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Levein trying to hide from his responsibility by continually blaming everyone else for what happened to his team is embarrassing. No idea what he thinks he's gaining by it, apart from occasional gigs on Sportsound and being mates with Tom English. 

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17 hours ago, Aim Here said:

Firstly, footballers are under more severe restrictions than the general public, precisely because they're spending so much time in relatively large groups, and then travelling across the country and mingling with other large groups, and the perceived infection risk is so high. That's part of the reason why football is allowed to proceed. You can't compare footballers to the general public since they're in a different category and a different regime.

Secondly,  you're onto a loser trying to minimise the effects of the issue of player behaviour when, of the 9 players who we know broke the rules, two of them actually contracted the virus.. Everyone they came into contact with was put at risk of catching it. All it would have taken is for a test to come up with a false negative (medical tests are far from infallible) or for them to be as lax about testing as they are about obeying the other guidelines and they'd have sparked off another outbreak. As well as there being a risk of catching the virus, there's the risk that some of your safety measures don't work. Here one measure - telling the players to not go out and be dafties - failed, but another - testing - happened to work. That's no argument at all for being more relaxed about the measures. If anything, it's a wake-up call to be more strict because one of your measures has been shown to be inadequate, and you do need some level of redundancy in your safety systems.

The only countries of any size which have had a much higher prevalence of coronavirus deaths in the general population are Belgium and Peru. The UK's response to the virus has already been inadequate.

And I suspect you're not an epidemiologist - you haven't studied at all the possible vectors by which people catch the virus, you couldn't tell me how many people catch the virus in restaurants as opposed to airports or public buses or offices, and you can't tell me what proportion of the population plays football and what proportion of the time they spend doing that. It's not surprising you haven't heard of people catching the virus from one relatively minor pastime which was pretty much shut down across the world once the pandemic kicked in. You haven't looked.

Even if you had, you can't immediately go from 'I don't know of any cases caught from football' to 'Playing football is a safe activity'. You have to divide by the fraction of the population that plays football under the coronavirus restrictions and again by the fraction of time they spend playing football. If only one person in a country of 300 million dies from playing Russian roulette in a given year, that doesn't mean that playing Russian roulette is safer than cancer or crossing the road - it's far more likely that not a lot of time is spent engaging in Russian Roulette.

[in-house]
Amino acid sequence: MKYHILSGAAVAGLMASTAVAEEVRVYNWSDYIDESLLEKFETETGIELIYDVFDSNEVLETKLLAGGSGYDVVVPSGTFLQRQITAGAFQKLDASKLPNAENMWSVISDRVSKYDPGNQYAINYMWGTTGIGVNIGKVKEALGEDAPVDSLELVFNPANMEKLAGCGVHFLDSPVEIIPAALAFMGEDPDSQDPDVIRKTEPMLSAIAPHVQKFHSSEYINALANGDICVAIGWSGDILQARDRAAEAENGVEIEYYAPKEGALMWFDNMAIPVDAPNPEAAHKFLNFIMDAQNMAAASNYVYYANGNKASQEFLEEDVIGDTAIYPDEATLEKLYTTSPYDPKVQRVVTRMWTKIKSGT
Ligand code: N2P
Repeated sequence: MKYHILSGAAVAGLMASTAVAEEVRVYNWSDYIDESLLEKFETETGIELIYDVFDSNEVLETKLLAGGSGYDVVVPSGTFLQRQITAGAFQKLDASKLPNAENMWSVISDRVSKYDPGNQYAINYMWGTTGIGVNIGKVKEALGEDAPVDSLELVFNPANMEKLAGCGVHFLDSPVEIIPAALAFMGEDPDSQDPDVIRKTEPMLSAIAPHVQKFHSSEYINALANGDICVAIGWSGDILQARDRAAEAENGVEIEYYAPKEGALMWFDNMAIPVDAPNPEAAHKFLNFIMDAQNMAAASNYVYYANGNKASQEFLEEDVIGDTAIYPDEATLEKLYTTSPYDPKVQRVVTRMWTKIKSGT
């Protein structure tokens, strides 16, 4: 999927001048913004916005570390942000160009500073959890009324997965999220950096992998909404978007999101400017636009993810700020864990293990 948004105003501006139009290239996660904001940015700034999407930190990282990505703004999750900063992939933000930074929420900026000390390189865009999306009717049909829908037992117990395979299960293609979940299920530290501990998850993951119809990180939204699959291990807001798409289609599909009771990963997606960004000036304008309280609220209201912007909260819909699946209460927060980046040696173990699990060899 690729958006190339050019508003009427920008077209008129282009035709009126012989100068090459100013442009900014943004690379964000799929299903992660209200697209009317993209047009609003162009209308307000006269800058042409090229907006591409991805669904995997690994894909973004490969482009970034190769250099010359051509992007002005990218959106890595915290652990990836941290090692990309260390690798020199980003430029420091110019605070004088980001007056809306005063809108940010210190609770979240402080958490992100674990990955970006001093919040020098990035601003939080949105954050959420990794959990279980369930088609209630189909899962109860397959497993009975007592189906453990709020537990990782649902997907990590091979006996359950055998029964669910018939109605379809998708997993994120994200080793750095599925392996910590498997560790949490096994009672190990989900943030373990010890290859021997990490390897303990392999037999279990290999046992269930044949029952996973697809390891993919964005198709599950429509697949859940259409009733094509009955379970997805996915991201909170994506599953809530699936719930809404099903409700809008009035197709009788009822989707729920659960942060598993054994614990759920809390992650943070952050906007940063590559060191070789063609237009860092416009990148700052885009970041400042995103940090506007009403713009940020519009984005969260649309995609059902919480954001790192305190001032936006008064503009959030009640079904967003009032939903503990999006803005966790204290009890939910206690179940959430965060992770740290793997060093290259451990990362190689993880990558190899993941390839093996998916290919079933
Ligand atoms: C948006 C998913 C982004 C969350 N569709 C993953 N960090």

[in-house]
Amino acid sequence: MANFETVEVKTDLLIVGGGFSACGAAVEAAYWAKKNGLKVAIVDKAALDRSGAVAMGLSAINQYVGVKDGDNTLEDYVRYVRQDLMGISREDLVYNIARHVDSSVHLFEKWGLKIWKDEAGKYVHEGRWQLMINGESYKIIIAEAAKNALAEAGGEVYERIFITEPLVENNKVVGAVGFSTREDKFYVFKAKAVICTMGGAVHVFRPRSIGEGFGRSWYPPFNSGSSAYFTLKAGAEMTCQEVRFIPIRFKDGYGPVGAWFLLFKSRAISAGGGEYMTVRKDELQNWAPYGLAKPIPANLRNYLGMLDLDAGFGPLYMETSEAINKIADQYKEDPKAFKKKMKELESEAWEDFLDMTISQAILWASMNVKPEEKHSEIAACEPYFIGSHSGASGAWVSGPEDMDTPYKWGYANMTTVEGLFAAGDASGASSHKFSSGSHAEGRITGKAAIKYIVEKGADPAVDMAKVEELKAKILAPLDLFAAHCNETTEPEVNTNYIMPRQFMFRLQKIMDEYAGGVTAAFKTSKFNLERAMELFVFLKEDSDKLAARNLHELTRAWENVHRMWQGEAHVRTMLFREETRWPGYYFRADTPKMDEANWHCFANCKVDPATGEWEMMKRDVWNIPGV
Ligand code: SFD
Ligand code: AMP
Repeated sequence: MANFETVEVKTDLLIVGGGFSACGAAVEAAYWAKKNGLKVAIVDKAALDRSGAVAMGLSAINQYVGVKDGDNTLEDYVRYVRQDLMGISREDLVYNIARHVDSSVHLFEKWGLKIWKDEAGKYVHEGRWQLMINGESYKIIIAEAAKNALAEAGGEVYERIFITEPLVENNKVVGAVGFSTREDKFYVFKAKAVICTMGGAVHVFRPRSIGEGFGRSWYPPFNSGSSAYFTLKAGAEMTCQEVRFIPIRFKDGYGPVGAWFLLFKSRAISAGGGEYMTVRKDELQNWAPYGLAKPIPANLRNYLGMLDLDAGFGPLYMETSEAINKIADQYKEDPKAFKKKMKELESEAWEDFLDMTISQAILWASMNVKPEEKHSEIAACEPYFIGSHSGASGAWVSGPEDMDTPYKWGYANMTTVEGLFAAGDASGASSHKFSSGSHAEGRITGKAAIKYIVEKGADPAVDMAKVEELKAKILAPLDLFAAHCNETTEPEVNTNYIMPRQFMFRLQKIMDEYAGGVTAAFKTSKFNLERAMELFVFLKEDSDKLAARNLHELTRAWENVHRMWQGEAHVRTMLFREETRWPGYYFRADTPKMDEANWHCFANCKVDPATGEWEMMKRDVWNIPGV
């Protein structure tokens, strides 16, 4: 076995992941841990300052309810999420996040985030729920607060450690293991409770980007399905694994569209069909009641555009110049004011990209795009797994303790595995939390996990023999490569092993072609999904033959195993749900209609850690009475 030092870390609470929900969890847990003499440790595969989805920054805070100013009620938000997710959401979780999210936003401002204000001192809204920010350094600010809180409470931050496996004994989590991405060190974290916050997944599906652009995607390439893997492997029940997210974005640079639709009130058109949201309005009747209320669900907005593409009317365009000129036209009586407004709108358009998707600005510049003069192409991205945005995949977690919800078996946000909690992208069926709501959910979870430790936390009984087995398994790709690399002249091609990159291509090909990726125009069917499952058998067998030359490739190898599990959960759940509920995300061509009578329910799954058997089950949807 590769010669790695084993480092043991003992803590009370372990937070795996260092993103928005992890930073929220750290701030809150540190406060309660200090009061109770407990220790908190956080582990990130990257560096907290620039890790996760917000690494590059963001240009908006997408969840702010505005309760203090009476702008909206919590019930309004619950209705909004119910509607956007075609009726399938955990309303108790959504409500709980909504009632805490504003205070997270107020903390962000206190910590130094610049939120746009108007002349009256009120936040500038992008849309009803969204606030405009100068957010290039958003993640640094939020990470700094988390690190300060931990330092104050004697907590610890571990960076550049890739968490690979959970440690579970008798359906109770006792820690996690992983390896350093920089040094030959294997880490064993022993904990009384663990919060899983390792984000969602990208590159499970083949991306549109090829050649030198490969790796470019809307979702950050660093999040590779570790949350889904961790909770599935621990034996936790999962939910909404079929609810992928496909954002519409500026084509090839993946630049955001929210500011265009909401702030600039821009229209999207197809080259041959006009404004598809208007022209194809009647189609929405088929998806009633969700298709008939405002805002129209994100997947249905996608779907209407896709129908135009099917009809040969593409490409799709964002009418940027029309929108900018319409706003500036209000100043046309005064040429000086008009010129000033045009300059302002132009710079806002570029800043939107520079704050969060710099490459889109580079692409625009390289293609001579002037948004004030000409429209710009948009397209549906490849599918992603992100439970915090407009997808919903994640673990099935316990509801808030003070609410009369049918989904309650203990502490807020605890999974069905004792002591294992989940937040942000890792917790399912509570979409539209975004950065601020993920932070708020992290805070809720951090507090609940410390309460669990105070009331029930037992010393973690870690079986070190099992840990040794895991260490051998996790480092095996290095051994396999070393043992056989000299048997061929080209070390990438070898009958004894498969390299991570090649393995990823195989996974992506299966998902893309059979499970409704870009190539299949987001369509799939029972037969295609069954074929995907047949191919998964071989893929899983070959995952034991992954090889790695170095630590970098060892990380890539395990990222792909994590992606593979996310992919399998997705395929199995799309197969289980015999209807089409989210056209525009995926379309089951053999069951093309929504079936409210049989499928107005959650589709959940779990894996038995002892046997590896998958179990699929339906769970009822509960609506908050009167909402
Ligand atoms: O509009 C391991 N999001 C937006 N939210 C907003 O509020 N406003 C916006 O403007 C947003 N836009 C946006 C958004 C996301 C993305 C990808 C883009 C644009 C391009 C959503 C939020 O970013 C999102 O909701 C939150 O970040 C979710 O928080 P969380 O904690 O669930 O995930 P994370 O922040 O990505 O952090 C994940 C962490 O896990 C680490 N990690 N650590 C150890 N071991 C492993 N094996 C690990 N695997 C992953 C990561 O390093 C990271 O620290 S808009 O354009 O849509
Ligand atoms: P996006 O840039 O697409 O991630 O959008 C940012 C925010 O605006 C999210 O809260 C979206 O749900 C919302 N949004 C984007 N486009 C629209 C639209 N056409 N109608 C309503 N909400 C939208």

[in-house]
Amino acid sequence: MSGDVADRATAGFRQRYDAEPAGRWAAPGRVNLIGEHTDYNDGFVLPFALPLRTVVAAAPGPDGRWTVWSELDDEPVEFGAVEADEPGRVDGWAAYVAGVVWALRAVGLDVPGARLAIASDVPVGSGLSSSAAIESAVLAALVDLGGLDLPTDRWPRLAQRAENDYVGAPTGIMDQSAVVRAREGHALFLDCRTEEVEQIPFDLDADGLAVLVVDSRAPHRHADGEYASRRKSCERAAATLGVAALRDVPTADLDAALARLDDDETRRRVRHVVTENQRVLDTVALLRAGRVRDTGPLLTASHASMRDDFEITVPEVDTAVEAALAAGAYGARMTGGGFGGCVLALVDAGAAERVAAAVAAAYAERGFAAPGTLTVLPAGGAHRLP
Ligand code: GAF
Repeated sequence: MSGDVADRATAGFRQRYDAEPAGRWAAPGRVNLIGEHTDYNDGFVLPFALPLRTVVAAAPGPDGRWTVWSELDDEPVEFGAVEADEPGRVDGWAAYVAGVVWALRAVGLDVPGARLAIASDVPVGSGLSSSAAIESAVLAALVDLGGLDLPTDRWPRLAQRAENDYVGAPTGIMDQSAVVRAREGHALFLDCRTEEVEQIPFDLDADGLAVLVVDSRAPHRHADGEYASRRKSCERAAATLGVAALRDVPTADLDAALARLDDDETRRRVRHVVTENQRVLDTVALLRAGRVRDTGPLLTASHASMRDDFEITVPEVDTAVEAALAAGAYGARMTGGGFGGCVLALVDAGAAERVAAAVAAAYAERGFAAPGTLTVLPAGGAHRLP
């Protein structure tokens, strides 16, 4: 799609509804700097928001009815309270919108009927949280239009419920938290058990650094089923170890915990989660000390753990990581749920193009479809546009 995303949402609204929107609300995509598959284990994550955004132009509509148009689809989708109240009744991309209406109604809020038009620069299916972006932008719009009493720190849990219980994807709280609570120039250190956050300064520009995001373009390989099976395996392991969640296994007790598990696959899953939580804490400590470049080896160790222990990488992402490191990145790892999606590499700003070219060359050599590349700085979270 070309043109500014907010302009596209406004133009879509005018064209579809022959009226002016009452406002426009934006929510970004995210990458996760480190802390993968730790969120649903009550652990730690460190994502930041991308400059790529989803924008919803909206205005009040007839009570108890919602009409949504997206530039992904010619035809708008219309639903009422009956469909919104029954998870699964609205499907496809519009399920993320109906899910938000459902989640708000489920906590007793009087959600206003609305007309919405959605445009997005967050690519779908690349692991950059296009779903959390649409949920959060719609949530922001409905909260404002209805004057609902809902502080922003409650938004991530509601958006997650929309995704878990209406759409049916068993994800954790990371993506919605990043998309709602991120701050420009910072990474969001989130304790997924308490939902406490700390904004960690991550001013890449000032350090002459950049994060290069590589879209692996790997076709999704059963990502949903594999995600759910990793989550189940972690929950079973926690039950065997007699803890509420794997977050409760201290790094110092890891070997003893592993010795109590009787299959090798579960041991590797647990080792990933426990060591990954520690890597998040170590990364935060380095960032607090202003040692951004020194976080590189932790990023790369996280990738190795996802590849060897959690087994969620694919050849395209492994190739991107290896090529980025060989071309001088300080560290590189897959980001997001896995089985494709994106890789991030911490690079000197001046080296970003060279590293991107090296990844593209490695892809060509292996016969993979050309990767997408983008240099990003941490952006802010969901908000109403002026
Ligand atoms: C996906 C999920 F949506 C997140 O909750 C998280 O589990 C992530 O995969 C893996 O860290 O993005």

We know what spreads coronavirus. It's respiratory activity - breathing, coughing, sneezing - in close proximity to another human being, or touching items that have been sneezed/breathed/coughed on - including other people.  There's a lot of that in football. It would be a huge surprise - approaching being  contrary to common sense - if it wasn't a risky activity - at least without all the safety precautions being taken to make it less dangerous.


There isn't actually any evidence that footballers are under more severe restrictions than the general public - as far as anyone has been able to gather, the Aberdeen players were simply guilty of breaking the exact same rules that apply to everyone else, namely meeting with more than three households indoors. Right at the start when players returned to training while we were basically in lockdown there was definitely an expectation that they essentially self-isolated, but this appears to have been relaxed as the rest of the country came out of lockdown.

I have no idea what your argument about Belgium and Peru has to do with anything - the overall prevalence of covid since March is completely irrelevant, I am talking about the here and now. The prevalence of the disease in the general population in Scotland right now is much lower than it was in many of the European countries when they returned in June/July. Despite your suggestion to the contrary, I have actually been following the restart in most other European countries because I'm a bit of a geek like that. Something like 44 countries returned in June/July to complete their 2019/20 seasons (or to start their 2020 summer seasons), and there were only a small number of examples of clubs having to postpone games due to outbreaks. Of these, I'm not aware of a single one instance of the disease being passed from one team to the other.

I've already said this on another thread already, and I'm reluctant to keep mentioning it in case I sound like I'm boasting, but I do literally have a PhD in disease modelling. I'd generally describe myself as a statistician, but I have spoken at epidemiology conferences in the past and could definitely describe what I do as epidemiology. It's important to note that I didn't study infectious disease, but I do like to think that I understand risk factors and relative risk better than the average person. This doesn't make the actual crux of your argument any less valid, but it perhaps means that you can make the argument without the implication that I don't understand risk and that I've just jumped into my point of view without actually thinking about it.